I do not know what is done today but I discussed my brief occurrence with 
somebody elae who was there with me and he told me that the reason that 
it was done (i.e. the separate seating) was to satisfy the Ungvarer Rov, 
who was going to grace the audience with his memories of the niftar (the
lately departed).
      Do they still sit mixed today at the Annual Dinner?



From: Micha Berger <aishdas@...>
Date: Tue, 8 Aug 1995 07:31:33 -0400 (EDT)
Subject: Eliyahu and Pinchas

In v20n86, Chaim Schild pointed out something that made the tumblers
rotate in my mind, and something clicked.

> Nobody said in Eliyahu/Pinchas's case that it was the same body....just
> the same soul...

In Kabbalistic literature, the term "neshamah" refers to a specific part
or facility of the soul -- man's link to the spiritual realm.
Awareness, however, goes by a different term, "ruach". The third term,
used for the ability to stay alive is "nefesh". This distinction is used
in exegesis, so it not just technical terminology invented for the
Kabbalistic discourse, but part of biblical Hebrew.

To say the two shared the same neshamah would not imply that Eliyahu and
Pinchas necessarily had the same ruach. Without the same ego, the two
may be very connected, similarly motivated, but not the same person.

Perhaps, as those rusty tumblers keep on turning, this is a way to
settle belief in gilgulim (reincarnation) in general with that of an
afterlife.  The ruach, the self-aware identity of man, goes to the World
to Come, but the neshamah could have further work to do here. In other
words, the two doctrines refer to different parts of the soul.

(For those bothered by the idea of an anatomy of soul, the concept of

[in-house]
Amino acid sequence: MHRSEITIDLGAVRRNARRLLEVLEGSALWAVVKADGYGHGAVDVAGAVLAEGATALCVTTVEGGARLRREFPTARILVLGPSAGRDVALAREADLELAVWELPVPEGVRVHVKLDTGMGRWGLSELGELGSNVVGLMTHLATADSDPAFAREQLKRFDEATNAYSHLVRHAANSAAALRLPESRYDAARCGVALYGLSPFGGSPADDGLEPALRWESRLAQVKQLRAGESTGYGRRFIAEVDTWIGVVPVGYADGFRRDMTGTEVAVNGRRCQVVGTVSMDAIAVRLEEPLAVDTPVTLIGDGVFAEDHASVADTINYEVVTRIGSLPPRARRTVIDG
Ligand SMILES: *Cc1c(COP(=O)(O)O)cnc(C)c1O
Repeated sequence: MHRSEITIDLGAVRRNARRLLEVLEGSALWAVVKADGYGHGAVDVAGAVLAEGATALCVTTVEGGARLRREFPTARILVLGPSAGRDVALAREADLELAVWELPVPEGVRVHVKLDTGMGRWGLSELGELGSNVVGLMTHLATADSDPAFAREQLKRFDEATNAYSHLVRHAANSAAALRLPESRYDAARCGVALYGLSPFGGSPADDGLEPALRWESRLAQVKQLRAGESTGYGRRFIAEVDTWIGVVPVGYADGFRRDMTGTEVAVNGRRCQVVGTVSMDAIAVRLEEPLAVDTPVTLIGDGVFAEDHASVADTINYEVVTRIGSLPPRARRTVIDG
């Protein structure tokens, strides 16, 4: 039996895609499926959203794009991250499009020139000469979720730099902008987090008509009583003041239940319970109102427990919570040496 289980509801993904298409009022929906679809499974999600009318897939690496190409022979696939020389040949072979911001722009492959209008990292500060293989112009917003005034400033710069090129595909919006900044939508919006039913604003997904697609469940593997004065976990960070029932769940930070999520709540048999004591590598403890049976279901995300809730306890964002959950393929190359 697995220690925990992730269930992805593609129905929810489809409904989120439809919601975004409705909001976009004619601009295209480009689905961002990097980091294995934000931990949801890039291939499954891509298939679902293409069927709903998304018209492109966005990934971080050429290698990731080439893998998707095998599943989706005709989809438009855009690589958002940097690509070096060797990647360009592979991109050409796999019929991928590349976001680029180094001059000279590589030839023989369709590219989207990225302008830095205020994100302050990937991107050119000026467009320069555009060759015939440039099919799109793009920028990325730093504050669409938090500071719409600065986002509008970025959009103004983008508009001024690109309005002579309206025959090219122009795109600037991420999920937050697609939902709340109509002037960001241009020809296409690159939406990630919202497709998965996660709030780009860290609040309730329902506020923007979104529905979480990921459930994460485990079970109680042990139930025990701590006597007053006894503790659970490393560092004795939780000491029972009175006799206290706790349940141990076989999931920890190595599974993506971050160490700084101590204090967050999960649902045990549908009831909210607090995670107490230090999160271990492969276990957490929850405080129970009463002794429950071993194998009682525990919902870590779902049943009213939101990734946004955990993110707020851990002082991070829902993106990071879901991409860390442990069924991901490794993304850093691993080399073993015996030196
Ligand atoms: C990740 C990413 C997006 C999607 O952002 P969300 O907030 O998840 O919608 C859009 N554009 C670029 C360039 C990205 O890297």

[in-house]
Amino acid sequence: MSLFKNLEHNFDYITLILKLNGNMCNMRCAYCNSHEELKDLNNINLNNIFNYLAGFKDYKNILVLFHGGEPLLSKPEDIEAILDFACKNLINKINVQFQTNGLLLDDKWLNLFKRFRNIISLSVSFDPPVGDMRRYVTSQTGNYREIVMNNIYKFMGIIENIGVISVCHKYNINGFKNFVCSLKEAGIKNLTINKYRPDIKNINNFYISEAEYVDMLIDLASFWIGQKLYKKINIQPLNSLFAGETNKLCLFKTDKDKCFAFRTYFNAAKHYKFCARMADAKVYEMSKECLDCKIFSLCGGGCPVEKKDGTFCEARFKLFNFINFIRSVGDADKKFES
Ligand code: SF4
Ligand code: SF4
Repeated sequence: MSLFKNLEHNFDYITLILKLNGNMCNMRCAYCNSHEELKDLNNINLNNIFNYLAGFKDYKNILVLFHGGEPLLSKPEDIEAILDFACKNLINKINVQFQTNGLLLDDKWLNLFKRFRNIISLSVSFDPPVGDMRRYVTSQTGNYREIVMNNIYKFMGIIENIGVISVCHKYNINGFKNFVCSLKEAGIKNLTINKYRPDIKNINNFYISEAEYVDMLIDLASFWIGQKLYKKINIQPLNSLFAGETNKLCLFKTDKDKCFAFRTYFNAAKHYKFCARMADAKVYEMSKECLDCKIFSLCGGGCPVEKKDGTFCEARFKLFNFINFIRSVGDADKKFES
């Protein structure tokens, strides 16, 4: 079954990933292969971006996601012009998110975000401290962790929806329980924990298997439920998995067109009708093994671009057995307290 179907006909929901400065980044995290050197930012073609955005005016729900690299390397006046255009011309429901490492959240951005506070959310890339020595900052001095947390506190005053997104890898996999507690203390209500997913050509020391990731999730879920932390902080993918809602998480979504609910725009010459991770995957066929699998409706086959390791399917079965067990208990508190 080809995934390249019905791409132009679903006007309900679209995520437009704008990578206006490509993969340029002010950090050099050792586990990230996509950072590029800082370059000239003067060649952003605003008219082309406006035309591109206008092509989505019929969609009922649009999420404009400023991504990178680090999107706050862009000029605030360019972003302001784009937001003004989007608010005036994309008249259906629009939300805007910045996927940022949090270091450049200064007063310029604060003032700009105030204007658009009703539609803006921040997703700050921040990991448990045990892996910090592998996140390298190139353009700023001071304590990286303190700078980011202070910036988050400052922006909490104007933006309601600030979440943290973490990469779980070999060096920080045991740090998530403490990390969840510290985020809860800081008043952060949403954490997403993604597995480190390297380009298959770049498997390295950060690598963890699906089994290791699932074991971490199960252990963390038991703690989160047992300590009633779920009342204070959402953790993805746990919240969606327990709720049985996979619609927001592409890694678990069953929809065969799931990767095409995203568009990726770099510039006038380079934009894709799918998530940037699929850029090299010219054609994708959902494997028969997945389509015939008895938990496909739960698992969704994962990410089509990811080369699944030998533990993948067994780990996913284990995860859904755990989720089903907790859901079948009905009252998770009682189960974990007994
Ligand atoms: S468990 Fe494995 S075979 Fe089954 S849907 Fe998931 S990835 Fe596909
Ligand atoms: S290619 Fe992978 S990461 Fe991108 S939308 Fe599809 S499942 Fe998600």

nefesh, ruach and neshamah, or nara"n, is discussed by Rabbiner Hirsch
in Collected Writings VIII. As no one would consider Rav Shimshon
Rephael Hirsch the author of esoteric works, the ideas I'm discussing
are pretty broad-based in acceptance.

(Another note: both Rabbiner Hirsch and the Ba'al Hatanya use the
concept of nara"n without introducing it. It would appear that during
that span of history it was common knowledge. It's interesting to me
that a religion based on self-improvement and self-perfection has lost
sight of how we define "self".)


From: Joe Goldstein <vip0280@...>
Date: Tue, 25 Jul 95 08:59:04 
Subject: Good and Bad Angels

Tara Cazaubon asks:                                                            
> I understood that there were                                                 
>good angels and bad angels.  Does Hashem command bad angels to do bad         

There are several different types of "Bad" angels. The Bad angels like
the SATAN or the evil inclination were created with the purpose of
giving humans free choice and by choosing to do good we get reward.
i.e. Without the influence of the Yetzer Horah a person would not sin,
therefore giving him reward for not sinning would be as if giving a gift
for doing nothing.  The Mesillas Yeshorim explains that Hashem created
the world so that man could work on perfecting himself and therfore EARN
the reward given him.

The other kind of "bad" angel is the ones created by the sins a person
does.  As the Mishna is Pirkey Avos says (Chapter 4) When a person does